|Aspen Daily News|
|Keith Stroup, who founded the National Organization for the Reform of Marijuana Laws (NORML) in 1970, takes a smoke break for mental sharpness at the NORML convention in Aspen, Colorado in 2008.|
Researchers looked at a large sample of 8,992 men who "used drugs," mostly cannabis, at age 42 and then again at age 50, reports Dennis Romero at LA Weekly. The men were tested to measure their level of brain functioning.
Surprise, surprise -- the Brits who had used illegal drugs did just as well -- or slightly better! -- than the chaps who had never "used drugs" at all.
When current and past drug users were lumped together as one group, their scores tended to be better than those of non-users. That advantage was small, researchers said, and might be due to the fact that people who have tried drugs tend to be better educated than those who haven't.
"A positive association was observed between ever (past or current) illicit drug use and cognitive functioning," the study's authors concluded in the American Journal of Epidemiology.
Marijuana was by far the most commonly used substance among participants of the study -- performed by Alex Dregan of King's College London, reports Amy Norton at Reuters.
|Dr. John Halpern, Harvard Medical School: "This is what you'd expect to see"|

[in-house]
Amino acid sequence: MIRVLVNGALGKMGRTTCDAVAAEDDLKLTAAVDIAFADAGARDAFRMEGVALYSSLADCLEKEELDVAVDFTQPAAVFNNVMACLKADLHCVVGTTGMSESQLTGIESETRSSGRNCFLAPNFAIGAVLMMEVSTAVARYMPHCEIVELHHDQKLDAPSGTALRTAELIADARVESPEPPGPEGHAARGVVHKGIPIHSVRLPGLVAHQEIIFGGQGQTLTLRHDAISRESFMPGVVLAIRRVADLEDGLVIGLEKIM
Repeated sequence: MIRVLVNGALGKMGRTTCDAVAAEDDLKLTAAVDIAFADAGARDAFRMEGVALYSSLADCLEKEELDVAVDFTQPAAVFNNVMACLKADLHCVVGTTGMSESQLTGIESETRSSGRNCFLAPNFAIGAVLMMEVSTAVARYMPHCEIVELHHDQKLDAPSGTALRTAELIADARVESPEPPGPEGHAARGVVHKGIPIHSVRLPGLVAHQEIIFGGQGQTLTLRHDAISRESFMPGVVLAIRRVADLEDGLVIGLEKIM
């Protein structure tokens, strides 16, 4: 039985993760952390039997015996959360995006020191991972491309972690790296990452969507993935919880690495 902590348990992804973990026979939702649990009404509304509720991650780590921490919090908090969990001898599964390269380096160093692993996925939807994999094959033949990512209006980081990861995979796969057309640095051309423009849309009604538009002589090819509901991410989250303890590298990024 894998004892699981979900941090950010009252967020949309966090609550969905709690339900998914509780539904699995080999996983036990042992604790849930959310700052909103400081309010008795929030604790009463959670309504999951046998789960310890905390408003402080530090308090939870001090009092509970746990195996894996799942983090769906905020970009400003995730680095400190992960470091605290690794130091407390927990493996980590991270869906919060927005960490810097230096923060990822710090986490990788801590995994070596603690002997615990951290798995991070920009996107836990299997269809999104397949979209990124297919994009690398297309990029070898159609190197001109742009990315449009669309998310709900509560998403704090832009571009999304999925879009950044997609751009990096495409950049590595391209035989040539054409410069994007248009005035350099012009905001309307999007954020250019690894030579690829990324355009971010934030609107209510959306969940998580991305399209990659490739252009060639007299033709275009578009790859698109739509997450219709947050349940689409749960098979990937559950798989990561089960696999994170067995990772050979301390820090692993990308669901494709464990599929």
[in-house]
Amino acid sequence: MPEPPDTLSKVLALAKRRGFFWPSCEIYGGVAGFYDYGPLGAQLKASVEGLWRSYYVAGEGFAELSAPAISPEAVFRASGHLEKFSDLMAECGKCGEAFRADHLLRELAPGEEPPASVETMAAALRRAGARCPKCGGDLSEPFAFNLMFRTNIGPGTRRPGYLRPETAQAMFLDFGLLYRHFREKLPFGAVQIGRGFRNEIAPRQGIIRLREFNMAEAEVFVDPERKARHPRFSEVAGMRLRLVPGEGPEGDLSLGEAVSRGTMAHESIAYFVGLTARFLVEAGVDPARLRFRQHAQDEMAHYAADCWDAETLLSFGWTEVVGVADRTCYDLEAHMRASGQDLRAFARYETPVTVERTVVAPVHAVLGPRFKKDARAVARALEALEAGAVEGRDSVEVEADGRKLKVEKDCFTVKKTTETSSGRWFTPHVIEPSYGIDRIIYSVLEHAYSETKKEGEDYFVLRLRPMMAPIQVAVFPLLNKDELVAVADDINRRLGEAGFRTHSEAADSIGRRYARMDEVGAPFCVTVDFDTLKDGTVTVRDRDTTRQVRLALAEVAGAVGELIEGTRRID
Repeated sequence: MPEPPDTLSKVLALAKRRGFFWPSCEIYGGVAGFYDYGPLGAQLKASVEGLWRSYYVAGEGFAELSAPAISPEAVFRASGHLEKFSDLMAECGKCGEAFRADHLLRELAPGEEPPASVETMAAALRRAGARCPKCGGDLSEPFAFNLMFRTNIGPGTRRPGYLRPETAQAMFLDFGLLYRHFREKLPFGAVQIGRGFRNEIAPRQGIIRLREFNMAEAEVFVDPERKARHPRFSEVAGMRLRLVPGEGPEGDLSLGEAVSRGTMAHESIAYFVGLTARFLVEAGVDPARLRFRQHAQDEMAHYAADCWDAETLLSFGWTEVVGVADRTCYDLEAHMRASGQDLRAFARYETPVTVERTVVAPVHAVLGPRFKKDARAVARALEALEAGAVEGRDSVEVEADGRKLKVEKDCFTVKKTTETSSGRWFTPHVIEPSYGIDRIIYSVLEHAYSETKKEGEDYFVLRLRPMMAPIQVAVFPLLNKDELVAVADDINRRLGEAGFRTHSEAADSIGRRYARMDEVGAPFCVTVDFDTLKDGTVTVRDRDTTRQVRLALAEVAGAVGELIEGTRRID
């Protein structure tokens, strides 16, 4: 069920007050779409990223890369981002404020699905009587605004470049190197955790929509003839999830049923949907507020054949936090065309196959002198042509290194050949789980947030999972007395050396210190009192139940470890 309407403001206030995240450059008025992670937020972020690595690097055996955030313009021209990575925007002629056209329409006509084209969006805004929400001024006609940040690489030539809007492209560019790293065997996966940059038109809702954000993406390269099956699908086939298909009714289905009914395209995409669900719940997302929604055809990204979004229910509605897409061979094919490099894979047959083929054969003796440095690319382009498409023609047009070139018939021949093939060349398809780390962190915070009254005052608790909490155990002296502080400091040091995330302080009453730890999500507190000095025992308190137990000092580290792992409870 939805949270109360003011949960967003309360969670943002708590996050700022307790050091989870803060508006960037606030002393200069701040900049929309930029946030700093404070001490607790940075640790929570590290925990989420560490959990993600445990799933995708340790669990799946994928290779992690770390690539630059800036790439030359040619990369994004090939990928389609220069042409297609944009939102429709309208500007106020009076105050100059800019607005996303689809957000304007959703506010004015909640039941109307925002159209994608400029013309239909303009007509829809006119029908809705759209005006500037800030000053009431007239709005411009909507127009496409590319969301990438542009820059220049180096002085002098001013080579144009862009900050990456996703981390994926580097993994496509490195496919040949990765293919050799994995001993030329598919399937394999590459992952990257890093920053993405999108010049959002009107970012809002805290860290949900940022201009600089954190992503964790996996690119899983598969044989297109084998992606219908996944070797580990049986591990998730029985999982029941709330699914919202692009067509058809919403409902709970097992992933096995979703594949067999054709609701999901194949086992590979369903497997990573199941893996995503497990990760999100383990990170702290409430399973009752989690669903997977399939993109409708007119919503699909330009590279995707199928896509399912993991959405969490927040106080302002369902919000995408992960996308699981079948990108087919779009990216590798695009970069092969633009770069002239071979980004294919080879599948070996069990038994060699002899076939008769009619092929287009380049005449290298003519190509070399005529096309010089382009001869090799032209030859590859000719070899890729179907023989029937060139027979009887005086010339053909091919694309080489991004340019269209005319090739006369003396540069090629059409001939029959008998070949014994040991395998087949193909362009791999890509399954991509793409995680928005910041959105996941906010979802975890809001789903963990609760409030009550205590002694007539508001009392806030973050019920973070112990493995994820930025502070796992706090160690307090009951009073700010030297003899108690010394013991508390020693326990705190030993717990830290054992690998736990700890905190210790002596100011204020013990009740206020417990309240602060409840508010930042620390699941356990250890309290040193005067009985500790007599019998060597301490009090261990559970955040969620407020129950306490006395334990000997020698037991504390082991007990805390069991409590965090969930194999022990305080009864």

"At the population level, it does not appear that current illicit drug use is associated with impaired cognitive functioning in early middle age," an abstract of the study concludes.
Other drugs that were asked about included amphetamines, LSD, psilocybin mushrooms, cocaine and ecstasy, but only three to eight percent of study participants said they'd ever tried those.
A small subset of participants who claimed they had been treated for their drug use -- which could suggest heavy or addicted drug use, or perhaps harder drugs of choice -- did not fare as well cognitively at 50, but there were so few of them, it was impossible to draw meaningful conclusions, the study's authors said.
"In a Western population of occasional drug users, this is what you'd expect to see," said John Halpern, a Harvard Medical School psychiatrist who has studied the potential cognitive effects of drugs.
"In some ways, this is not surprising," Dr. Halpern said. "The brain is resilient."
The study's findings support the idea that the effects of marijuana and perhaps other drugs are only temporary, and that cognition isn't damaged once the effects wear off.